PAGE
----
# How do I keep NPCs from just sounding the alarm?

When I design adventures, I often come up with situations where the NPCs could realistically thwart the PCs quickly by sounding an alarm. This is especially common in science fiction settings, where the NPCs have access to surveillance cameras, radars, motion detectors, and other advanced technology. This makes stealthy missions difficult to pull off, because the PCs can be revealed in a matter of seconds if they make even a single mistake.

How do I keep NPCs from just sounding the alarm right way, without suspending disbelief too much?

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1) Watch the PCs storm into a secure and hostile area without bothering to prepare for security and hostility. 2) Let the NPCs sound the alarm. 3) Watch the PCs die in a hail of blaster fire/captured and sent to the prison planet/fed to a pet bagorth. 4) Ask them to roll up new characters who will be less suicidal. 5) Profit. (Said somewhat tongue-in-cheek. ;-) – SevenSidedDie May 2 '12 at 18:09

The thing with science fiction settings is that when technology creates a problem for the PCs, it can also generally create a solution. Part of the heist genre is figuring out what the alarm systems are and getting your hands on the gadgets you need to neutralize them. Other valid tactics include social engineering tactics like bribing or impersonating the camera-watchers. The trick is getting players who realize that if they go up against alarm systems, they can lose very suddenly, and that therefore they need to do their homework and plan things out rather than rushing in blind.

Alternatively, if your PCs are working for an organization or higher power and don't have the means or wherewithall to deal with electronic security (no hacker or engineer-types), it's possible that "dealing with the alarm systems" is handled by someone or something else. If you go this route, you can also use it to build tension; "We can get you a four minute window of inactivity on the perimeter defenses. Don't waste it." Then you run into a complication on the way through and you're in jeopardy from the security systems, but it's not immediate / game-over jeopardy.

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Paperwork

In most contemporary or near future settings, any time there is any sort of alert, there will also be an incident report. If a guard has to fill out a report every time he hits the alarm, s/he will make darn sure s/he has a situation requiring all that extra work.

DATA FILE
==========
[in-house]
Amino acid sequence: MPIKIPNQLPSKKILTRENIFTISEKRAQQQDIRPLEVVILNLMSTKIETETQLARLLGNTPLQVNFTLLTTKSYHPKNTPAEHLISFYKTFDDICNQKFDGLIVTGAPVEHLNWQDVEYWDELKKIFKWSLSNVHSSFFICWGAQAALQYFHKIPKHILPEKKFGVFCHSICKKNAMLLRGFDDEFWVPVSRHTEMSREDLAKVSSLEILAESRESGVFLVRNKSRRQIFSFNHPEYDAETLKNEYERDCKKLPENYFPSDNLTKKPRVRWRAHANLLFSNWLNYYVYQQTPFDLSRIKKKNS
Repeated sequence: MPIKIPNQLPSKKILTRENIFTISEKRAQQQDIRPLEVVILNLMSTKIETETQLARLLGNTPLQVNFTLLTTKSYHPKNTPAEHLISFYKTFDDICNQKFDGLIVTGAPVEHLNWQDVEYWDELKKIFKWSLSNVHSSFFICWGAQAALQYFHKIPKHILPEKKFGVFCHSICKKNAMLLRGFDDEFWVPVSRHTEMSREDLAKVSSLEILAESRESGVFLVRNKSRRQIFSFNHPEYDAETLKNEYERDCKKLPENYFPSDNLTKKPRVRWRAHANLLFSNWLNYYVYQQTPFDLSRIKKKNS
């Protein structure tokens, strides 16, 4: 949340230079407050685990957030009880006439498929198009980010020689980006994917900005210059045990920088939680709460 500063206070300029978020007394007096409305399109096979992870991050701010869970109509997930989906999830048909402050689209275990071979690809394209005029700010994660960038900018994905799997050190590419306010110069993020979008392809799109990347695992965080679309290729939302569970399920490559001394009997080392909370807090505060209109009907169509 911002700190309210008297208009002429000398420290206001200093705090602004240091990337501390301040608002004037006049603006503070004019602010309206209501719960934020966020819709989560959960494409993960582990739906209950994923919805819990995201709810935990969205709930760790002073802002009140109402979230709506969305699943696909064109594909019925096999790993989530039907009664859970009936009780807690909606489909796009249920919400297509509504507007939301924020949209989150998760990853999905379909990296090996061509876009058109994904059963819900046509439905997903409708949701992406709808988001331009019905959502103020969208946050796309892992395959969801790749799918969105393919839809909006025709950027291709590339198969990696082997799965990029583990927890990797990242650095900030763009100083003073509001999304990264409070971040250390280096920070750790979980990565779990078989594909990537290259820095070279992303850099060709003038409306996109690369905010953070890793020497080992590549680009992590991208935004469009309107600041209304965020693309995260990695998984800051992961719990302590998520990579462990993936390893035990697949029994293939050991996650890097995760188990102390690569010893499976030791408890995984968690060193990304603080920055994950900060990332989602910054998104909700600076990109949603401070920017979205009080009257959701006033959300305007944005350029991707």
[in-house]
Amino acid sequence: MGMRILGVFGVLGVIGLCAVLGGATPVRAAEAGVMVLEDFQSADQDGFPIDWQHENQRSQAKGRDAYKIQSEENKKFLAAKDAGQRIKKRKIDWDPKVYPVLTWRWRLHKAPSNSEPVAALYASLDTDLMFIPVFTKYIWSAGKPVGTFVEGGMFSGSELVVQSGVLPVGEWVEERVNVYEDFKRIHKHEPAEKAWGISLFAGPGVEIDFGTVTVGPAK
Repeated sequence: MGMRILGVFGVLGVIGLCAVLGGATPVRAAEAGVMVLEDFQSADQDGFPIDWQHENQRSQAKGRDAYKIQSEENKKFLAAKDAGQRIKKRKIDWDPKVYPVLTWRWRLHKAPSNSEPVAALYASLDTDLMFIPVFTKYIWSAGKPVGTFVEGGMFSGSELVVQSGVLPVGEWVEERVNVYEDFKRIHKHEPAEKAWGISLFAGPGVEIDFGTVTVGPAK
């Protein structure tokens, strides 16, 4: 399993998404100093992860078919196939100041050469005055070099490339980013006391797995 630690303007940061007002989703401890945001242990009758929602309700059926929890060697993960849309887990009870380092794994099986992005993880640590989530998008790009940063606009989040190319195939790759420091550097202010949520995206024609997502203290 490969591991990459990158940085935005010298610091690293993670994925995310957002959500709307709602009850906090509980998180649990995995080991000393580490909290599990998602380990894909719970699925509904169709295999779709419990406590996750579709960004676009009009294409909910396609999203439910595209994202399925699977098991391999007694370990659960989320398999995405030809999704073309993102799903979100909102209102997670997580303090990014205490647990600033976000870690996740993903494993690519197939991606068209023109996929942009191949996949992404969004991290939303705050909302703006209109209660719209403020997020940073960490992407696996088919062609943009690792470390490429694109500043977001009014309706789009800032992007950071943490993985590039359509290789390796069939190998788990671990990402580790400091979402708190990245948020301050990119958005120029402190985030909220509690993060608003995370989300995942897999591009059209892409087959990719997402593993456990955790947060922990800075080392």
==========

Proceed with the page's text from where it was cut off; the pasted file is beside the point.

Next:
Your automatic alarm is going off? grab a hand-held and go check it out. Is someone crawling over the fence, or is that overgrown tree swaying in the breeze enough to connect to the electric fence? having to fill out ANOTHER form for that dumb tree is a waste of time (in the guard's mind), so he likely won't hit the alarm.

Also, tailor the security to what is being secured. The company paying for all of that security won't employ the latest in razor-wire, automated mini-guns of DOOM if all that is being stored is tomorrow's lunch at the cafeteria. Some GMs I know will tailor the security to the party's ability to infiltrate a facility, not what is being secured.

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This is a fun idea and it seems especially suitable for games inspired by action movies, where the guards always seem to check things out by themselves instead of sounding the big alarm right away. – Jakob May 2 '12 at 18:13
Roll 1d6. 1: they freak out and sound the alarm without properly checking; 2-5: they investigate; 6: they can't be bothered ("That damned faulty sensor in sector 12 going off again… You want another coffee?") – SevenSidedDie May 2 '12 at 18:14
I love this because it's such a mundane rationale, but it really does make sense. It also jives with the notion that a complex system will throw up errors from time to time, and a security guard probably has dealt with such errors a few times and will therefore doublecheck before hitting the alarm. – Erik Schmidt May 2 '12 at 18:56

"Step away from that alarm, rookie. We don't need the 5-0 kicking in the door and making everybody play nice. When you've been here as long as I have, you'll realize that a night like this is a night to have some fun. Why did I sign up to be a security guard if not to lay down some pain every once in a while? Let's go kick some ass!"

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Suddenly, I am eagerly awaiting the chance to surprise my players with what appears to be an infiltration scenario that is actually a "being stalked through dark, unfamiliar halls by a psycho killer with a blue uniform and too many quiet nights to study blueprints and set up lethal traps" scenario. I might not actually do that, but it has appeal… – SevenSidedDie May 2 '12 at 19:00

The very simple answer is: you don't.

Roleplaying is about making decisions that have consequences. As a Game Master, it's up to you to make those consequences interesting and fun, but that doesn't mean they should always be beneficial to the party or the characters that incur them.